Comics Features

REVIEW: Good Cop Bad Cop Casebook #1 from Rough Cut Comics

Glasgow is a rather special city, in the heart of Scotland. It’s defined by such characteristics as enduring community rivalry, sharp wit, dark humour and a lively association with crime. No doubt many of you will be familiar with the distinctive flavours that this city can add to dramas such as Taggart, Rebus and The Field of Blood. This exuberant town is the locale for this first collection of stories from writer, Jim Alexander (Batman, Metal Hurlant, Star Trek Manga).

Within this trade, we are initially served three shorts, illustrated by Garry McLaughlin (Junkie Dad, Taking Flight). Our protoganist is one Detective Inspector Brian Fisher. The first installment, ‘GCBC’, focuses on Fisher’s interview of a suspect following the discovery of a bloody, hacked forearm in an alleyway and a subsequent arrest. Fisher is undoubtedly an intriguing character. Whilst clearly an adept investigator, it is his intuitive wit and ferociously accurate instincts that mark him out as something unique.

This suggestion is compounded and raised to another level, as Fisher chooses to goad the suspect into revealing his true nature by freeing him from his handcuffs. In the ensuing and rather explosive progression, we see that the true revelation is that of Fisher’s own special pedigree. He is indeed a Jekyll and Hyde character, both Good Cop and Bad Cop. McLauglin’s art is clean, energised and expressive. There’s a level of characterisation that adds much to the storytelling, along with an accomplished use of the enclosed space of the interview room.


Subsequent stories address separate cases, each with their own individual and entertaining angles. The Glaswegian dialogue adds much vigour without any excessive brogueishness or cliched stylings. It’s reassuringly grounded as each character is simply allowed to speak for themselves. Crazed chemists, hospitable little old ladies, young hardened thugs and hapless victims are portrayed with confident depth.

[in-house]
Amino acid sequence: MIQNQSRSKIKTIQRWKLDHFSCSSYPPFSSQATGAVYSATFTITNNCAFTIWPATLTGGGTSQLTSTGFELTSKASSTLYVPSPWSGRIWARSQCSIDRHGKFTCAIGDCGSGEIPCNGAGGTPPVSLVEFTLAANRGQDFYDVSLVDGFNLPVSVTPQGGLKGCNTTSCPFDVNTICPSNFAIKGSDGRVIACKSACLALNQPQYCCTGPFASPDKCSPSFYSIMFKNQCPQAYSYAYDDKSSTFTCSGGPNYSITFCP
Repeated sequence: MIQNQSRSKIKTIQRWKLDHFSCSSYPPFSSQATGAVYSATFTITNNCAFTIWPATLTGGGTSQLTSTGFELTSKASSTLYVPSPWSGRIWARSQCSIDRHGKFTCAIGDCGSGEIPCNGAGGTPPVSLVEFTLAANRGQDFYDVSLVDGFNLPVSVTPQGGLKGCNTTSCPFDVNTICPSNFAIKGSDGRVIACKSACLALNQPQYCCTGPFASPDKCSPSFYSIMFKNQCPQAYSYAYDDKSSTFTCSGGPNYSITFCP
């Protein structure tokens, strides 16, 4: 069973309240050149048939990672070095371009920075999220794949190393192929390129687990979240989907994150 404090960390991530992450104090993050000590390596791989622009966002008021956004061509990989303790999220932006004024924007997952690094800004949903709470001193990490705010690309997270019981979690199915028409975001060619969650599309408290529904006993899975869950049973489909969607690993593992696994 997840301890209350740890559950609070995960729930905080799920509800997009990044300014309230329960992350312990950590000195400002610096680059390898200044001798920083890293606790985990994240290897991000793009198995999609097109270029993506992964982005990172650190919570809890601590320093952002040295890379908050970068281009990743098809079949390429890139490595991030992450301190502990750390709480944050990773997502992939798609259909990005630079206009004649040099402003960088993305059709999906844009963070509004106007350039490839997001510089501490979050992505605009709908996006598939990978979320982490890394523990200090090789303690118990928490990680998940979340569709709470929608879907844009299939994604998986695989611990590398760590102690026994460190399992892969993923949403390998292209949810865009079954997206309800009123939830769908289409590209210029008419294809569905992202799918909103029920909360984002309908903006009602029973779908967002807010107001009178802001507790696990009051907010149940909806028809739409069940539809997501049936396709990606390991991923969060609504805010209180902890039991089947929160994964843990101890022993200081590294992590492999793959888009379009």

Will Pickering (Burke and Hare, Something Fast) and Luke Cooper (Wolf Country, Hollow Girl), expertly render the final two extended tales, ‘Under Investigation’ and ‘Tiny Acts of Kindness’. In both instances, the art is delineated with poise, some panache and an essential urban grit. At this point, the stories seem to step up a gear, as one has an understanding of Fisher’s personality, abilities, motives and fears. Certain deeds are justifiable only to a certain degree. He has genuine doubts over the path he treads and fears losing control of both his circumstances and his actions. He is never in a position of certainty and yet the ongoing self examination avoids the trap of mawkishness. This is a man of some alacrity. Whilst isolated out of some necessity, one feels he is ultimately destined not to live apart.

I particularly enjoyed the reassuringly mug-stained police reports as transcribed by Detective Fisher, that are interspersed through this book. They serve to add a more thorough appreciation of his psyche, along with a greater clarity regarding Glasgow and some of it’s people, as seen through his eyes.

This is a collection of tales eminently written by Alexander that whilst undoubtedly packing solid punches, are told with considerable maturity, much humour and a refreshing versatility. John Wagner provides an introduction in which he refers to the storytelling as ‘… a narrative that sweeps you up and carries you along like a leaf in the wind’. I would not dare to disagree.

You can find out much more about this excellent book at

About the author

Patrick Smith